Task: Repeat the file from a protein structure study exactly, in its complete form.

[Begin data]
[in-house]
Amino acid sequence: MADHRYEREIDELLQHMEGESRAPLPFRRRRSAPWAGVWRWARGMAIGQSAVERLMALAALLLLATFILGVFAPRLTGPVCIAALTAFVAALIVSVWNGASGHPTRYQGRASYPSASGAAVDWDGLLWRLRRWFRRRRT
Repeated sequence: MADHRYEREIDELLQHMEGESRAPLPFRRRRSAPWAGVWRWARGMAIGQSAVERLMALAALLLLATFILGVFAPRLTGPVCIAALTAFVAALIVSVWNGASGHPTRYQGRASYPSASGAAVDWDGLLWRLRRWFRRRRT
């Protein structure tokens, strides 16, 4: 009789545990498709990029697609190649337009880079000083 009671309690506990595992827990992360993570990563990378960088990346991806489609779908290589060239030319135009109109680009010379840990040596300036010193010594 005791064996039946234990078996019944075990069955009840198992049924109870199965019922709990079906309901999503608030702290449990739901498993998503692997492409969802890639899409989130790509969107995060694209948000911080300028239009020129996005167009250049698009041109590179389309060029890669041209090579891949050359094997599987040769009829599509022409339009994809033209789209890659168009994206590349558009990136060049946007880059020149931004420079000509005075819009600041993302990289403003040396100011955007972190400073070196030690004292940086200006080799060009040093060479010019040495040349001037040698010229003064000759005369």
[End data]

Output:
[in-house]
Amino acid sequence: MADHRYEREIDELLQHMEGESRAPLPFRRRRSAPWAGVWRWARGMAIGQSAVERLMALAALLLLATFILGVFAPRLTGPVCIAALTAFVAALIVSVWNGASGHPTRYQGRASYPSASGAAVDWDGLLWRLRRWFRRRRT
Repeated sequence: MADHRYEREIDELLQHMEGESRAPLPFRRRRSAPWAGVWRWARGMAIGQSAVERLMALAALLLLATFILGVFAPRLTGPVCIAALTAFVAALIVSVWNGASGHPTRYQGRASYPSASGAAVDWDGLLWRLRRWFRRRRT
């Protein structure tokens, strides 16, 4: 009789545990498709990029697609190649337009880079000083 009671309690506990595992827990992360993570990563990378960088990346991806489609779908290589060239030319135009109109680009010379840990040596300036010193010594 005791064996039946234990078996019944075990069955009840198992049924109870199965019922709990079906309901999503608030702290449990739901498993998503692997492409969802890639899409989130790509969107995060694209948000911080300028239009020129996005167009250049698009041109590179389309060029890669041209090579891949050359094997599987040769009829599509022409339009994809033209789209890659168009994206590349558009990136060049946007880059020149931004420079000509005075819009600041993302990289403003040396100011955007972190400073070196030690004292940086200006080799060009040093060479010019040495040349001037040698010229003064000759005369």